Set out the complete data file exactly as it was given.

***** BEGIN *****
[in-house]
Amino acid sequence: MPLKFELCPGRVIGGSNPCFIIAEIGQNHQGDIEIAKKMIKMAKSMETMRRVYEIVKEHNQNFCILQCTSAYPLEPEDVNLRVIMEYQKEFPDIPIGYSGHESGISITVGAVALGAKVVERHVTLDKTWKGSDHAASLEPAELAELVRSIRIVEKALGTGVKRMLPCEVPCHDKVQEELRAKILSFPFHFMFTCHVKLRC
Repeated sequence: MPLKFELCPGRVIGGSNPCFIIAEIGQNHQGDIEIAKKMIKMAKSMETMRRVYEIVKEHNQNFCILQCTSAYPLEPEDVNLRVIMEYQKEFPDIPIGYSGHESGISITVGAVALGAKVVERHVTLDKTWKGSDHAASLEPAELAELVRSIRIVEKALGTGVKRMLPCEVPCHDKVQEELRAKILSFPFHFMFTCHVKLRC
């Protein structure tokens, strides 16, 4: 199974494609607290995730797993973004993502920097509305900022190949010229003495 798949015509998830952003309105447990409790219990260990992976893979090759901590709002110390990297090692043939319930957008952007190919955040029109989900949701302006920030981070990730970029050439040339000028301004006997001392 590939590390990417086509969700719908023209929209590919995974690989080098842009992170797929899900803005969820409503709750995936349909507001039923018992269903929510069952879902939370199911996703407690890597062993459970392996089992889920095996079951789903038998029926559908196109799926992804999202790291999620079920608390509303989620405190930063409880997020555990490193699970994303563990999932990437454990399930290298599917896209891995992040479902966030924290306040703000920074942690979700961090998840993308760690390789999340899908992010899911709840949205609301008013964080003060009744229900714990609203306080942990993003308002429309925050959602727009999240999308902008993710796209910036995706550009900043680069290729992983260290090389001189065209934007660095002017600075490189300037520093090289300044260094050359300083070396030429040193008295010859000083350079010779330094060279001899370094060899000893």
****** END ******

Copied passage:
[in-house]
Amino acid sequence: MPLKFELCPGRVIGGSNPCFIIAEIGQNHQGDIEIAKKMIKMAKSMETMRRVYEIVKEHNQNFCILQCTSAYPLEPEDVNLRVIMEYQKEFPDIPIGYSGHESGISITVGAVALGAKVVERHVTLDKTWKGSDHAASLEPAELAELVRSIRIVEKALGTGVKRMLPCEVPCHDKVQEELRAKILSFPFHFMFTCHVKLRC
Repeated sequence: MPLKFELCPGRVIGGSNPCFIIAEIGQNHQGDIEIAKKMIKMAKSMETMRRVYEIVKEHNQNFCILQCTSAYPLEPEDVNLRVIMEYQKEFPDIPIGYSGHESGISITVGAVALGAKVVERHVTLDKTWKGSDHAASLEPAELAELVRSIRIVEKALGTGVKRMLPCEVPCHDKVQEELRAKILSFPFHFMFTCHVKLRC
């Protein structure tokens, strides 16, 4: 199974494609607290995730797993973004993502920097509305900022190949010229003495 798949015509998830952003309105447990409790219990260990992976893979090759901590709002110390990297090692043939319930957008952007190919955040029109989900949701302006920030981070990730970029050439040339000028301004006997001392 590939590390990417086509969700719908023209929209590919995974690989080098842009992170797929899900803005969820409503709750995936349909507001039923018992269903929510069952879902939370199911996703407690890597062993459970392996089992889920095996079951789903038998029926559908196109799926992804999202790291999620079920608390509303989620405190930063409880997020555990490193699970994303563990999932990437454990399930290298599917896209891995992040479902966030924290306040703000920074942690979700961090998840993308760690390789999340899908992010899911709840949205609301008013964080003060009744229900714990609203306080942990993003308002429309925050959602727009999240999308902008993710796209910036995706550009900043680069290729992983260290090389001189065209934007660095002017600075490189300037520093090289300044260094050359300083070396030429040193008295010859000083350079010779330094060279001899370094060899000893």